This week on the Debutante Ball is all about Devi’s debut novel, The Atlas of Reds and Blues – so first things first, I want to say CONGRATULATIONS DEVI! You are the first among us to cross over into Published Author Land, so hopefully you can show us all how it’s done once the time comes for the rest of us.
The novel follows a character known only as “Mother” forward and backward through time, collecting poignant slivers of memory to piece together an image of her life. All the while, in the present, Mother is lying on her driveway bleeding to death from a gunshot wound. The poetic, intimate writing puts you so deep in the protagonist’s body and mind, you can’t help but feel all her pain and rage right along with her, interspersed with keen observations about the world and refreshing bursts of almost caustic humor (one of my favorite lines: “If she were in a hot yoga class, this would be the corpse pose. Except that her legs are not two straight lines, her toes are not pointed.”).
Mother is American, born and bred, but she continually encounters subtle prejudice and ugly outright racism from people who want her to “prove” her Americanness to them. This doesn’t define her whole existence by any means – she has a loving husband, three beautiful daughters, a beloved German Shepherd dog, professional ambitions as a journalist, a persistent desire to write books of her own one day – but the aggressions she experiences, both micro and macro, are inextricably woven into the fabric of her life. It’s staggering and infuriating, a death by a thousand cuts – and even more so because Mother is well aware of the price she’ll have to pay if she fights back (“Knowing her lack of reaction is the only thing keeping her alive, over and again. Knowing the first time she hits back is the last time she’ll ever have the opportunity to do so.”).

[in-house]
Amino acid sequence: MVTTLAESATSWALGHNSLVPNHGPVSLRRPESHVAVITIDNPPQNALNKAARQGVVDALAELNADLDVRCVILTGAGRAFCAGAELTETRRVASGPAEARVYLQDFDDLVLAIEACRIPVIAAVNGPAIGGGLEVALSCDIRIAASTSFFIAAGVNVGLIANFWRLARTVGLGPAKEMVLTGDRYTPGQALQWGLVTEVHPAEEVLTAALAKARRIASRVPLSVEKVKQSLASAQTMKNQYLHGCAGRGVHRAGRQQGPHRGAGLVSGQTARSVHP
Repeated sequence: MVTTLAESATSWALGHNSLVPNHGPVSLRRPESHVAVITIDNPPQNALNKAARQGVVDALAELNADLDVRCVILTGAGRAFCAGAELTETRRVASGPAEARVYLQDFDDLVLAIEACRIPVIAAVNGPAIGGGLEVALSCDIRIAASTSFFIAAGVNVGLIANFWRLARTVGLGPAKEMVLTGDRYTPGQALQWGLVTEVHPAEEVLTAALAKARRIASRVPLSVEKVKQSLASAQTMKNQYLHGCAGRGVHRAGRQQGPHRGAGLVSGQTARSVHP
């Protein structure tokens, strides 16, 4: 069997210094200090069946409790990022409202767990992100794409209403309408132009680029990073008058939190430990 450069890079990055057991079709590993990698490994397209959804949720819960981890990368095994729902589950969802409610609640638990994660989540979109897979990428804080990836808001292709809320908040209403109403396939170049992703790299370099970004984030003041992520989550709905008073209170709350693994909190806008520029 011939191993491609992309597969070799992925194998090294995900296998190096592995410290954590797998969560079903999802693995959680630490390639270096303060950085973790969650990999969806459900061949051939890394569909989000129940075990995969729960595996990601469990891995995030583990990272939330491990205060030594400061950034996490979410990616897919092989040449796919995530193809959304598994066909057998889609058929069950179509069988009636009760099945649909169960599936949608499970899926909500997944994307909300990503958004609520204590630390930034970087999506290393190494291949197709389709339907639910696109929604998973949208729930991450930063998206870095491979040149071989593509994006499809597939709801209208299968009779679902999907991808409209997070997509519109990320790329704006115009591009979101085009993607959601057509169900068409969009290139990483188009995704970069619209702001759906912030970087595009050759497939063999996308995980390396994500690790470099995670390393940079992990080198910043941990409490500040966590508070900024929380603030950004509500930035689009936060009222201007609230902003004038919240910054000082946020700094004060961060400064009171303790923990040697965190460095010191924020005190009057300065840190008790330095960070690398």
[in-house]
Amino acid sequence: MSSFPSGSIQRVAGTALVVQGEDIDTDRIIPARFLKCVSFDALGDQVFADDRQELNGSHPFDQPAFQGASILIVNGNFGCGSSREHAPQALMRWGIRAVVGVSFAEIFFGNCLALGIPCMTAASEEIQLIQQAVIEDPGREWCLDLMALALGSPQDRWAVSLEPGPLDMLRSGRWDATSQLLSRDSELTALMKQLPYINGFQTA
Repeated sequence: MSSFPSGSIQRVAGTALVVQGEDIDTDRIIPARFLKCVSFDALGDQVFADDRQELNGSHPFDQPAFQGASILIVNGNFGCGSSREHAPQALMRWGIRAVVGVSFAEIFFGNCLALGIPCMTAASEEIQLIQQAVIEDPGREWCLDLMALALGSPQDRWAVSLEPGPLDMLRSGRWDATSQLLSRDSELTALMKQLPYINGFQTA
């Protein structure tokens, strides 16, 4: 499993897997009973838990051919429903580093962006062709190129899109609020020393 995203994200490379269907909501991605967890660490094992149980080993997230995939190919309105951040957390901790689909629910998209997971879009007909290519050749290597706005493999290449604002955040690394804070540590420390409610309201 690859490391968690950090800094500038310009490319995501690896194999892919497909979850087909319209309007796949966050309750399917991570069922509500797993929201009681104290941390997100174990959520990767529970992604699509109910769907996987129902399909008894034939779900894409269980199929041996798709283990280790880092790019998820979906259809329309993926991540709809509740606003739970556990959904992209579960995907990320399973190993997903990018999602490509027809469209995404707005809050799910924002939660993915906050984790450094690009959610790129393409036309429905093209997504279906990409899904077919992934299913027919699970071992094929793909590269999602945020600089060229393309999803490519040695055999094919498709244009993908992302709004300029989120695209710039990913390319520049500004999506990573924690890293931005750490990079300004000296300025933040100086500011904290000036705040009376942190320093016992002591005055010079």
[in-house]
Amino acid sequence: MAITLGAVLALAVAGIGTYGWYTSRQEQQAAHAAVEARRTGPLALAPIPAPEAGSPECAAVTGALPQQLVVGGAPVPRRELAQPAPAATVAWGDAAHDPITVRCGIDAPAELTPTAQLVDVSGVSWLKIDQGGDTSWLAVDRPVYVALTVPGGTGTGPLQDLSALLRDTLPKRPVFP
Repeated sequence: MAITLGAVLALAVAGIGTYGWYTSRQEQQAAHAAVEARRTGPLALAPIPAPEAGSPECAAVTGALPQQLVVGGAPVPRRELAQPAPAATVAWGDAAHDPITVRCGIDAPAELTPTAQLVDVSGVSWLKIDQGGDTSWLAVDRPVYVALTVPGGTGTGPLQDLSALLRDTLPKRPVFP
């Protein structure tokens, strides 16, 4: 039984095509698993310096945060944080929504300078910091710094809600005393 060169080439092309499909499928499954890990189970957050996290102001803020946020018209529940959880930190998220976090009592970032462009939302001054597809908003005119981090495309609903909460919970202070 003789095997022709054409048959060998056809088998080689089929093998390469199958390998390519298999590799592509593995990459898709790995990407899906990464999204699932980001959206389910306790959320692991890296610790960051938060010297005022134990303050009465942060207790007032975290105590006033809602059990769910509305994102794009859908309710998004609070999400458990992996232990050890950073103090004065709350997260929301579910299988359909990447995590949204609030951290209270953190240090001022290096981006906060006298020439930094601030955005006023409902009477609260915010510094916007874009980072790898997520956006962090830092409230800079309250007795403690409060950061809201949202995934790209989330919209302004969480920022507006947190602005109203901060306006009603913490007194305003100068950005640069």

Devi’s work is the type of art we need now more than ever in the age of Trump: fiction that forces the reader to not just acknowledge, but experience, the pain and joy and complex humanity of people who are different from them in some ways but the same in so many others. This is an American novel in the truest sense of the word, because it shows us – in vivid, unforgettable detail – the truth of America today, rather than simple patriotic platitudes. As I was reading The Atlas of Reds and Blues, I kept thinking about how beautifully it proved the point of this recent study on how literary fiction improves empathy. Reading about someone else’s experiences will never be the same as living them, of course, but it’s an invaluable place to start.
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